At a trendhunter.com, a user-created trend website, a New York Times article stated that Target didn’t care what bloggers thought about them.
“When a blogger emailed criticizing a billboard, she got a blow off email saying that Target doesn’t deal with non-traditional media. Target went on to say that this allows them time to focus their efforts on publications that reaches their core ‘guest’.”
“‘Target doesn’t participate in new media channels?’ asked the Web site for the Word of Mouth Marketing Association. Target “dismisses bloggers” commented the blog for Parents for Ethical Marketing. “Ahem! So bloggers don’t count!” Ms. Jussel chimed in on ShapingYouth. Could Target, the ever-hip, contemporary retailer, really have such a low opinion of blogs, the ever-hip, contemporary media channel? Yes, at least for now. “We do not work with bloggers currently,” said a company spokeswoman, Amy von Walter, who agreed to speak with this traditional media outlet. “But we have made exceptions,” Ms. von Walter said. “And we are reviewing the policy and may adjust it.” Target’s policy is to focus limited resources on the big media outlets, like television stations and newspapers, which reach large numbers of shoppers. With a small public relations team, she said ‘we want to make sure we are making an educated decision and we live up to any promises we make, in terms of service’.”(nytimes)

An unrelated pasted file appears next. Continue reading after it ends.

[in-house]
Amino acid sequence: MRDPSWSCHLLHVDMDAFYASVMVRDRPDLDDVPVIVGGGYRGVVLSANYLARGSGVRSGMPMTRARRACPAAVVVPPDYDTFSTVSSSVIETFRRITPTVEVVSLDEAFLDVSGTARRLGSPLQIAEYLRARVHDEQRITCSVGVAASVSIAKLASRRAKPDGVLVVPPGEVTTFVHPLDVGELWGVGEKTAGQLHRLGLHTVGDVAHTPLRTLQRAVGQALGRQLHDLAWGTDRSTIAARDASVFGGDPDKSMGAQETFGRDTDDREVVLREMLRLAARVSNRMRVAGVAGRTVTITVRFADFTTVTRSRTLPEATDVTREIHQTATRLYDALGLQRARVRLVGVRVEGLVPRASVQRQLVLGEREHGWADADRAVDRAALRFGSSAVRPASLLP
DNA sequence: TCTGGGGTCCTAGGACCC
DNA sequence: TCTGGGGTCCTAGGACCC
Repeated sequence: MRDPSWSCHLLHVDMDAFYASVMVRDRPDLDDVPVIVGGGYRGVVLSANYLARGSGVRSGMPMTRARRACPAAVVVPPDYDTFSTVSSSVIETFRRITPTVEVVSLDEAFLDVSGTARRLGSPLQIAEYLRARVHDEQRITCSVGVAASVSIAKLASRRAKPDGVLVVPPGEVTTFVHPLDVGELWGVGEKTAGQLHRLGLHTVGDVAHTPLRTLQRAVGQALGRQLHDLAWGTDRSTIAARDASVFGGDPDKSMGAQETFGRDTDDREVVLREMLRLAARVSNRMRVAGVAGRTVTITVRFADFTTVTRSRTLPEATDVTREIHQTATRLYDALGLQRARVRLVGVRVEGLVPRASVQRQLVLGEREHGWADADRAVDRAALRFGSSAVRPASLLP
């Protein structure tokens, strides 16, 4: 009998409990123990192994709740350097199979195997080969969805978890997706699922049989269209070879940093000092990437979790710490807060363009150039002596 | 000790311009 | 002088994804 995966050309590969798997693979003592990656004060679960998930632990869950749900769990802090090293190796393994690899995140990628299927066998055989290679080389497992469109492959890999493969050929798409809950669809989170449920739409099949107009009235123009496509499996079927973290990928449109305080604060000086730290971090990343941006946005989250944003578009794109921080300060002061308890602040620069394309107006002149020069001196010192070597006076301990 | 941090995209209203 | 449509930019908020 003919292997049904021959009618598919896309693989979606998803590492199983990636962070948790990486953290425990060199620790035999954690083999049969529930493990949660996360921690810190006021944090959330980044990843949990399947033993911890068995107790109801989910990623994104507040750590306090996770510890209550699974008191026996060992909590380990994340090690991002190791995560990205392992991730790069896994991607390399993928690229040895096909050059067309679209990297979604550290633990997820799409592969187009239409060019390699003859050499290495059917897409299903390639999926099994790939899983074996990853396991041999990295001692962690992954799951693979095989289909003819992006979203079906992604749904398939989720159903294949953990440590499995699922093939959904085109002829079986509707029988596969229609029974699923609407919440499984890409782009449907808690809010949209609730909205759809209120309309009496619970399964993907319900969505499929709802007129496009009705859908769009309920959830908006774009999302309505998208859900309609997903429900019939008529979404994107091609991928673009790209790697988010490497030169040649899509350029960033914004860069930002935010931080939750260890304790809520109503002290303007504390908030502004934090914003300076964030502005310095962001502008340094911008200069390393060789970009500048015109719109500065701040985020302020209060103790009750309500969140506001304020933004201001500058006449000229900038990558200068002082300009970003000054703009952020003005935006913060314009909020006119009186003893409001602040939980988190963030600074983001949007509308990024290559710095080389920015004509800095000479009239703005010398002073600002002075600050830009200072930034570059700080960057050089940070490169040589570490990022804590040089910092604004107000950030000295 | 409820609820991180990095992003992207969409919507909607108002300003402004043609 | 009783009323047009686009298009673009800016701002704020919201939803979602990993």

THE REAL WORLD RETAILING TAKEAWAY
Listen to your customers!
Target is making a mistake by not paying attention to bloggers.
While one can make the argument that it is impossible to find out what every individual blogger is thinking about Target, the company should be paying attention to the in-store customer and email comments they receive and then check out what bloggers are saying. Different people communicate differently and chances are that their in-store comment cards and even their email comments are different that what bloggers are saying — it’s a different demographic that uses a different type of media to express themselves.
As small retailers, we don’t have the time to be searching online for comments about our stores. However, we should pay attention to what customers are saying.
Check your comment cards in the store. Check your emails that are coming into your website. Take a search online and see if anything turns up (you should read what people are saying on local websites like citysearch.com or local TV station websites). Then react accordingly. One complaint does not an issue make. But five complaints about the same thing probably means you have an issue.
And they don’t have to be complaints. Customers could be sending emails or comments asking you to carry a certain line of precuts.
Listen, then react. Your customers are the lifeline for your business. Don’t turn a deaf ear to your customers or they’ll turn to another retailer who’s willing to listen.